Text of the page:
Department of Consumer Affairs
please dial 712-770-4010, and use the access code 789 503.
Contact: 

Carlos Ortiz; 212 436 0345; cortiz@dca.nyc.gov

Proposed Rules: Open to Comments

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Agency:
Comment By: 
Monday, April 6, 2020
Proposed Rules Content: 

Statement of Basis and Purpose of Proposed Rule

The Department of Consumer Affairs (“DCA” or “Department”) is proposing amendments to conform the Department’s penalty schedules to other sections of the Rules and to the Administrative Code.  These amendments affect the penalty schedules related to electronic cigarette retail dealers, sidewalk stands, electronic stores, etching acid, motorized scooters, employment agencies, air conditioning prohibitions, and bail bond agents.  Specifically, the Department is proposing to:

·        

Amend the electronic cigarette retail dealer penalty schedule to implement Local Law 228 of 2019, which prohibited the sale of flavored electronic cigarettes and flavored e-liquids.  The penalties for these new violations are found in section 17-716(b) of the Administrative Code.  (Section 1).

·        

Amend the sidewalk stands penalty schedule to add violations relating to newsstands that exist in the Administrative Code and Rules but are currently missing from the penalty schedule.  (Section 2).

·        

Reduce the penalty amounts for violations of section 20-485.5(b) of the Administrative Code relating to electronic stores.  Currently, the penalty schedule in section 6-35 of the Rules provides for maximum penalties of $500 for all 20-485.5 violations.  However, 20-485.5(b) states that “the civil penalties imposed for a violation of this subdivision shall be those provided for violations of section 20-708 of this title.”  The penalties for violations of section 20-708, provided by section 20-711, are a maximum of $250.  (Section 3).

·        

Change the recidivism period from 2 years to 1 year for violations related to etching acid.  Currently, the penalty schedule in section 6-40 of the Rules provides for a recidivism period of 2 years.  However, section 20-616 of the Administrative Code provides for a 1-year recidivism period.  (Section 4).

·        

Change the recidivism period from 2 years to 1 year for violations related to motorized scooters.  Currently, the penalty schedule in section 6-55 of the Rules provides for a recidivism period of 2 years.  However, section 20-762(c) of the Administrative Code provides for a 1-year recidivism period.  (Section 5).

·        

Eliminate a reference in section 6-59 of the Rules, the penalty schedule for employment agencies, to the Administrative Code containing two subchapters numbered 14 in chapter 5.  The Administrative Code no longer contains this mistaken organizational structure.  These proposed amendments would also add an entry for a violation of NY General Business Law section 189, the penalties for which are provided by section 189(5).  (Section 6).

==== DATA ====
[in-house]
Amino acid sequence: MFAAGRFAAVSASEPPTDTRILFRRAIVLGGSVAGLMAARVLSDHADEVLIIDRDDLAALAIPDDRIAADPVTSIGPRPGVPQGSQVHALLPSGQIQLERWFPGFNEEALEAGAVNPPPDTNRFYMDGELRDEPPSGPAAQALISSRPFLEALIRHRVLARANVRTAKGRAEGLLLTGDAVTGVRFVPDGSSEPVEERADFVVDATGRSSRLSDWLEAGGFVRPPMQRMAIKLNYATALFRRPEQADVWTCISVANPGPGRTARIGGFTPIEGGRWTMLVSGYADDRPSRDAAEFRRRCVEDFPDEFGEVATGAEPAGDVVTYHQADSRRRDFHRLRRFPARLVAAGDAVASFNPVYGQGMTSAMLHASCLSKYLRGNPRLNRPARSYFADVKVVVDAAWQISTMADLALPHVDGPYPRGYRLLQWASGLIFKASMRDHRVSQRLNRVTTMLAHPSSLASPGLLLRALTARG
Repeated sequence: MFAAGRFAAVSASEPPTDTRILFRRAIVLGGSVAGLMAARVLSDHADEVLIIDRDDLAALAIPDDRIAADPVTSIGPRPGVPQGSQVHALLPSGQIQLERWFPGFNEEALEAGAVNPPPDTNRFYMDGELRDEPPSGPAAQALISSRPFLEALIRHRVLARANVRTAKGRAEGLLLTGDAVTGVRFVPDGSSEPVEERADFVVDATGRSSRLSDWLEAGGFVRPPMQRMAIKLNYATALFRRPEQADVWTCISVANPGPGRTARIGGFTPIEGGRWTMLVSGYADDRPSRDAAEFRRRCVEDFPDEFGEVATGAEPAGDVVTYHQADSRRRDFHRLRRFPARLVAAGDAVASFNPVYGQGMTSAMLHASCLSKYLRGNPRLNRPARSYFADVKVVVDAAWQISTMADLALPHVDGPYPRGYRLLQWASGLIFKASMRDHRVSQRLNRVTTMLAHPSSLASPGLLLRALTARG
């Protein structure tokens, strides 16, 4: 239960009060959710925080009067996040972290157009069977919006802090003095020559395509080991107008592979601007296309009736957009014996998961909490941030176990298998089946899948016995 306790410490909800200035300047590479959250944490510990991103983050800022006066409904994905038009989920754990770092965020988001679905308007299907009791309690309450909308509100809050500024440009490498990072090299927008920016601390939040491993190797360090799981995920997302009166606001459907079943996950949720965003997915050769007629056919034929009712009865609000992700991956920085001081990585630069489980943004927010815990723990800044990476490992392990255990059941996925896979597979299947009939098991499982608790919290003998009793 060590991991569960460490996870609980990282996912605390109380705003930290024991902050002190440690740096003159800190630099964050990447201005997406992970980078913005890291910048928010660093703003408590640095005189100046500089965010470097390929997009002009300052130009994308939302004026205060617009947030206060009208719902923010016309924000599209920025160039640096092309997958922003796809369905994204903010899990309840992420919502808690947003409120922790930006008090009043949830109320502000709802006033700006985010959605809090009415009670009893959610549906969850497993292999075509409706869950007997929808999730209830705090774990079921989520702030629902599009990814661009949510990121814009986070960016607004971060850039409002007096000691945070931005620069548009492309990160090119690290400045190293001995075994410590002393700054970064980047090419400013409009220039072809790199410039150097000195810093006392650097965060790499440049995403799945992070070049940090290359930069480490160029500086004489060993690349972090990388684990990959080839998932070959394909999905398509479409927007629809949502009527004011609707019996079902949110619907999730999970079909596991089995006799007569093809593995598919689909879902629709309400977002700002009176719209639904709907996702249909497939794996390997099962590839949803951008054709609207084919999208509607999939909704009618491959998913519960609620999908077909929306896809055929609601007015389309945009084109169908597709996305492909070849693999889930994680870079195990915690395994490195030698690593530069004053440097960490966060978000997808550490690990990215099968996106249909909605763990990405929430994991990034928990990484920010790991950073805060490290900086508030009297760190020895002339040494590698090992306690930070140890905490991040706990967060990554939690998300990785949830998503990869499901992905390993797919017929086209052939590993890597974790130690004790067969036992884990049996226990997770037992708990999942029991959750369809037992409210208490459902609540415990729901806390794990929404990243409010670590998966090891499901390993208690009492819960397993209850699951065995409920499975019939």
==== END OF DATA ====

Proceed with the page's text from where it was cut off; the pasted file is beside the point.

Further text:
·        

Change the recidivism period of 2 years to 18 months for violations related to air conditioning prohibitions.  Currently, the penalty schedule in section 6-63 of the Rules provides for a recidivism period of 2 years.  However, section 20-910(e)(ii) of the Administrative Code provides for an 18-month recidivism period.  (Section 7).

·        

Change the recidivism period of 1 year to 2 years for violations related to bail bond agents.  Currently, the penalty schedule in section 6-71 of the Rules provides for a recidivism period of 1 year.  The Administrative Code is silent as to the recidivism period of bail bond agent violations (see section 20-835).  The Department’s default recidivism period is 2 years unless the Administrative Code provides otherwise.  (Section 8). 

Sections 1043 and 2203(f) of the New York City Charter, sections 20-104(e), 20-487, 20-615, 20-702, and 20-833 of the New York City Administrative Code, and section 12 of Local Law 228 of 2019 authorize the Department of Consumer Affairs to make these proposed rules.

Keywords:
Subject: 

The Department of Consumer Affairs (“DCA” or “Department”) is proposing amendments to the Department’s penalty schedules, including those related to electronic cigarette retail dealers, sidewalk stands, electronic stores, etching acid, motorized scooters, employment agencies, air conditioning prohibitions, and bail bond agents.

Location: 
Department of Consumer Affairs
please dial 712-770-4010, and use the access code 789 503.
Contact: 

Carlos Ortiz, 212 436 0345, cortiz@dca.nyc.gov

Download Copy of Proposed Rule (.pdf): 

Proposed Rules: Closed to Comments (View Public Comments Received:1)

Agency:
Comment By: 
Wednesday, March 25, 2020
Proposed Rules Content: 

Page 3 of 10

Statement of Basis and Purpose of Proposed Rule